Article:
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Did you enjoy the Emmys Sunday?

Emmys 73rd_Primetime_Emmy_Awards 2021Since I was working in my yard, I missed the first part of the Emmys last week.

Although it was fun to see the actors and the fashions, the awards were for a lot of TV programs I never watch.

Why? Because I’m not willing to pay for streaming platforms such as Netflix, AppleTV+, and Hulu.

I did sign up for Amazon Prime because I was hoping to watch recent movies for my annual article discussing Academy Award nominated movies. (I think they’re often violent, sexist, and ageist and could be much better. I’ve even written two movie scripts myself.)

But Amazon Prime doesn’t have many recent movies or TV programs. And it charges for many of the few new movies it offers. This spring I paid $25 each for several movies I wanted to see because I wasn’t going to movie theaters to watch them during the pandemic.

People spend $47 a month for streaming entertainment services, up 24 percent since the pandemic began, a study shows. That’s four streaming services on average, up from three before the pandemic.

The increase in streaming programs is part of a growing trend.

One of the tips from financial writers like me is to review your subscriptions when you’re looking to reduce spending.

I only watch TV in the evenings. And, I often just listen to it when I’m in my office writing.

I think movies are a wasteland, TV is even more so.

I did look more closely through the Amazon Prime offerings Friday and found an old TV series I’d like to watch: “The Marvelous Mrs. Maisel.” I also found several new movies, among the dozens of old ones offered, that I’ll be watching: “The Eyes of Tammy Faye,” “Respect,” “Rita Moreno,” “LuLaRich,” and “Miracle Workers: Oregon Trail.”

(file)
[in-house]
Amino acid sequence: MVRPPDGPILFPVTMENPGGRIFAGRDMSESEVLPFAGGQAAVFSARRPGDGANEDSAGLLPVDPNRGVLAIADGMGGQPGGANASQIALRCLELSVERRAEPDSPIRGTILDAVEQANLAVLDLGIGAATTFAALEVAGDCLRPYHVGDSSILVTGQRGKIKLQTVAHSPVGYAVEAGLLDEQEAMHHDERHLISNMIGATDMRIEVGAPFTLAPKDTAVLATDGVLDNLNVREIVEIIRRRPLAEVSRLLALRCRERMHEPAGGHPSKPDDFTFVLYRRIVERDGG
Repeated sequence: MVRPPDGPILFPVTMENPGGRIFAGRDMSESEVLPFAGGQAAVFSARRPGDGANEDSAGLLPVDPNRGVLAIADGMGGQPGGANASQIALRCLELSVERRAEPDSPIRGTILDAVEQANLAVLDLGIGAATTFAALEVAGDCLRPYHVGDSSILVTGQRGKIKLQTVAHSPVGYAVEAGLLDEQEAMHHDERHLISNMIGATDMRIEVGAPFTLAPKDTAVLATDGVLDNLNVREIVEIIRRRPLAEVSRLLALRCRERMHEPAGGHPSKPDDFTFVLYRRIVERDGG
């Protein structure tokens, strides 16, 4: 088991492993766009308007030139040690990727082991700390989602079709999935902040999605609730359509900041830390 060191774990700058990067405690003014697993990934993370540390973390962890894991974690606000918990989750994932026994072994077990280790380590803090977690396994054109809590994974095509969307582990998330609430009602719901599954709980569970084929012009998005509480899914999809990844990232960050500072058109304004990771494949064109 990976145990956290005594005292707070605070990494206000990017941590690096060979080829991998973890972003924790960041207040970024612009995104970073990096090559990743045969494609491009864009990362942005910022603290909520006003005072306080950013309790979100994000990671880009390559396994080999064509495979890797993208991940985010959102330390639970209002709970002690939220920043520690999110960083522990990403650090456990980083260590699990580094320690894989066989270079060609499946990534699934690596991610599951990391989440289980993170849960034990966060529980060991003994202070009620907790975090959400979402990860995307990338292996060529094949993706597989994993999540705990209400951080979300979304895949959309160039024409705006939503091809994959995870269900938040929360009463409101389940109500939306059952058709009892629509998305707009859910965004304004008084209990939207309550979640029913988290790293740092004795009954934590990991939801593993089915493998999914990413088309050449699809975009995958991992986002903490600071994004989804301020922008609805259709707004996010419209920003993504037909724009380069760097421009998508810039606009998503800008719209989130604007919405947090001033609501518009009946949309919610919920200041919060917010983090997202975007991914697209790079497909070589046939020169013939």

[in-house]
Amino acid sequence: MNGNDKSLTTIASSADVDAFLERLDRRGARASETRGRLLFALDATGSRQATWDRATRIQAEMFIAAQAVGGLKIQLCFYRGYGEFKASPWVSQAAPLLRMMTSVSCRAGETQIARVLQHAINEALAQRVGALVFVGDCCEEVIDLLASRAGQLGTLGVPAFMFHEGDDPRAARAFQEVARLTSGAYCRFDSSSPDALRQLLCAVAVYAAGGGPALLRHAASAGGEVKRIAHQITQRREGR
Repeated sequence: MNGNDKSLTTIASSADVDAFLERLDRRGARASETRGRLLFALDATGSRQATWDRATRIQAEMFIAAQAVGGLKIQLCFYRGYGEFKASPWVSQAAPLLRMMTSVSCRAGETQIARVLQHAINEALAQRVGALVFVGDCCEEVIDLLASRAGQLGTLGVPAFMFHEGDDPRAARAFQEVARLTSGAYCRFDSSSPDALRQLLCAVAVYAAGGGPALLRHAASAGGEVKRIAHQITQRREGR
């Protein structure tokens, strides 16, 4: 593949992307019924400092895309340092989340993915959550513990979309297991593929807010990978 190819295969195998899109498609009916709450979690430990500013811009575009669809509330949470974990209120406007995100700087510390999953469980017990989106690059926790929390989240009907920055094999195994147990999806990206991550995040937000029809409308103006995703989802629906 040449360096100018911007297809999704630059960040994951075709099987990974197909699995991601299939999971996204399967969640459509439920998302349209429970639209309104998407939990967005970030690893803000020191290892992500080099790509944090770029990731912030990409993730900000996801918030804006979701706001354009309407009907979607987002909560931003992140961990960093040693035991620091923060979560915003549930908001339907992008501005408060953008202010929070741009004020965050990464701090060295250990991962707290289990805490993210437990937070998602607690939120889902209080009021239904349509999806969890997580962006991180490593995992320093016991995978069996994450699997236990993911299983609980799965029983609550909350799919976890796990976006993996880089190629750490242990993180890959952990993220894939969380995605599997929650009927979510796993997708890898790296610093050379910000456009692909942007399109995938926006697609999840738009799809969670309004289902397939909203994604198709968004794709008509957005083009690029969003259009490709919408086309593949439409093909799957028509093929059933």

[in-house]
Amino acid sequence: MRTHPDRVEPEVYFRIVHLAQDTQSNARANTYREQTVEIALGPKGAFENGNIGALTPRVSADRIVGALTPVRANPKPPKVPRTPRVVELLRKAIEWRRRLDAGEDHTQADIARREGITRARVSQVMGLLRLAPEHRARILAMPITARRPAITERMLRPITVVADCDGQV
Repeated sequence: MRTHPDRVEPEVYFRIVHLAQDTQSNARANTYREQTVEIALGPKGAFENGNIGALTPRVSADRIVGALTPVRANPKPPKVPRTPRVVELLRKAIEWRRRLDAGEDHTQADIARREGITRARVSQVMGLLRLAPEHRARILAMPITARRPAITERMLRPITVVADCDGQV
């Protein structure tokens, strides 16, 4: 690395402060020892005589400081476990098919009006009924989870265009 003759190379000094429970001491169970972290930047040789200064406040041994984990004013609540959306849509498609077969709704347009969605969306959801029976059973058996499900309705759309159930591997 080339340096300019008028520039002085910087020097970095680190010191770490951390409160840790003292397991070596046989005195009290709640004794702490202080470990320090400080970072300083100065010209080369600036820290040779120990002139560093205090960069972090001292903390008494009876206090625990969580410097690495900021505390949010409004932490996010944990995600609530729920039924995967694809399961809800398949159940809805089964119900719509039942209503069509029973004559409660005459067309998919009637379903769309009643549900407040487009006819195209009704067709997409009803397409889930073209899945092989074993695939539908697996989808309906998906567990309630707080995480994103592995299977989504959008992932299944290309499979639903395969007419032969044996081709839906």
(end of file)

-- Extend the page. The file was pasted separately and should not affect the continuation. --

I watch late night shows and the stars are interviewed often to promote their new movies.

I must admit that I decided to keep Amazon Prime, not because of the movies. It was fun to have Prime fast delivery during the holidays. I sent last-minute presents to my sister and others because I couldn’t see them due to the pandemic.


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Carol Cassara

We have Prime and Netflix. And our on our nephew's Hulu account. We are super-streamers and consume what is probably way too much of it.


There are some things that are well done and worth watching. I watched the multilevel marketing documentary series "LuLaRich" about the clothing and tights seller LuLaRoe. It was amazing to see the cult-like structure of the group. And, of course, the people at the bottom of the pyramid scheme lost money, some a lot. One family lose their home. It cost $5,000 to $10,000 to sign up to get the clothes. Women were encouraged to do whatever it took to save up the money, including selling their breast milk.

Rebecca Forstadt Olkowski

My roommate is a TV junkie and we have subscriptions for everything. Some are shared with other people which is a way you can get certain channels for free at least until the channel complains which they haven't yet. I came with Sling (for news) and Amazon Prime with Britbox. She has Netflix, Hulu, HBO Max, Apple, Paramount+, and probably a couple I am forgetting. She watches TV 24 hours a day and doesn't sleep much. I only watch it at night but have seen some incredible shows. Unfortunately, my book consumption is down to zero and I have people sending me books to read for my blog. There is only enough time in the day. LOL


That's really something that your roommate watches TV 24 hours a day and doesn't sleep much. It sounds like TV has taken over her life. I only watch at night, too. I did see one good thing on Amazon Prime: the documentary series "LuLaRich," which I'm going to write about.


I get so burned when I already subscribe to a service and, when Husby and I click on a movie we want to watch, we find we have to subscribe to another service! WHAT?!!!
It's like good ol' cable once more, with the one channel you wanted and the 14 more bundled with it that you didn't.


Yes, it's a huge problem. I don't see any solution because companies just keeping adding more streaming platforms and consumers keep paying more money. And cable TV keeps running older and older programs.

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